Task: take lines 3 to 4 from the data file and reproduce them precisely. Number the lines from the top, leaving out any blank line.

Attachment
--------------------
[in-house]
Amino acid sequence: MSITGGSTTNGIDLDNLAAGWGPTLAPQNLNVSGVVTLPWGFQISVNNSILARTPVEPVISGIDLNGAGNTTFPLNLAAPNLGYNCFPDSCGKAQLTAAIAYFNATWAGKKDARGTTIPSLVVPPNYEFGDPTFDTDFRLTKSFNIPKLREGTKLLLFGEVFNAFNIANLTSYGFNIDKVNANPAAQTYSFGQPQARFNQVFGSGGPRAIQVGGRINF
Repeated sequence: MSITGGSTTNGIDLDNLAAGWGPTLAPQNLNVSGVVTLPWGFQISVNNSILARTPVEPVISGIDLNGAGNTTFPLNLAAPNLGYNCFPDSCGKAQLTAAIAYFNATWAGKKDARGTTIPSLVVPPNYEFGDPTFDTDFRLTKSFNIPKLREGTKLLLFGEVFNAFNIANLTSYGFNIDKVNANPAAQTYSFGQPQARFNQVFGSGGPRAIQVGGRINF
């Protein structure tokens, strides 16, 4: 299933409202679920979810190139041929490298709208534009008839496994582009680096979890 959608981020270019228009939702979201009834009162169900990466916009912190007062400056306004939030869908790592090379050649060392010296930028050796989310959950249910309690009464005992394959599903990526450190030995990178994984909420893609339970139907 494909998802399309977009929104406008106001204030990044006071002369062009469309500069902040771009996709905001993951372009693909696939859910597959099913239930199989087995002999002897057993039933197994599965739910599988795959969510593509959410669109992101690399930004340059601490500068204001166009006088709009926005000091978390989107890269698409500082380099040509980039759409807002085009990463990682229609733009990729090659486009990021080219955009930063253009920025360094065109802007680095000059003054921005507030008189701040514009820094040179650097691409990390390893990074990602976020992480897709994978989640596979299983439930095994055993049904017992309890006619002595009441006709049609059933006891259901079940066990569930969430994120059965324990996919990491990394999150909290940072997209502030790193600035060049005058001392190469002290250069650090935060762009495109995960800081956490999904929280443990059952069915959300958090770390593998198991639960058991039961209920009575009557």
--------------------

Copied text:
Repeated sequence: MSITGGSTTNGIDLDNLAAGWGPTLAPQNLNVSGVVTLPWGFQISVNNSILARTPVEPVISGIDLNGAGNTTFPLNLAAPNLGYNCFPDSCGKAQLTAAIAYFNATWAGKKDARGTTIPSLVVPPNYEFGDPTFDTDFRLTKSFNIPKLREGTKLLLFGEVFNAFNIANLTSYGFNIDKVNANPAAQTYSFGQPQARFNQVFGSGGPRAIQVGGRINF
């Protein structure tokens, strides 16, 4: 299933409202679920979810190139041929490298709208534009008839496994582009680096979890 959608981020270019228009939702979201009834009162169900990466916009912190007062400056306004939030869908790592090379050649060392010296930028050796989310959950249910309690009464005992394959599903990526450190030995990178994984909420893609339970139907 494909998802399309977009929104406008106001204030990044006071002369062009469309500069902040771009996709905001993951372009693909696939859910597959099913239930199989087995002999002897057993039933197994599965739910599988795959969510593509959410669109992101690399930004340059601490500068204001166009006088709009926005000091978390989107890269698409500082380099040509980039759409807002085009990463990682229609733009990729090659486009990021080219955009930063253009920025360094065109802007680095000059003054921005507030008189701040514009820094040179650097691409990390390893990074990602976020992480897709994978989640596979299983439930095994055993049904017992309890006619002595009441006709049609059933006891259901079940066990569930969430994120059965324990996919990491990394999150909290940072997209502030790193600035060049005058001392190469002290250069650090935060762009495109995960800081956490999904929280443990059952069915959300958090770390593998198991639960058991039961209920009575009557």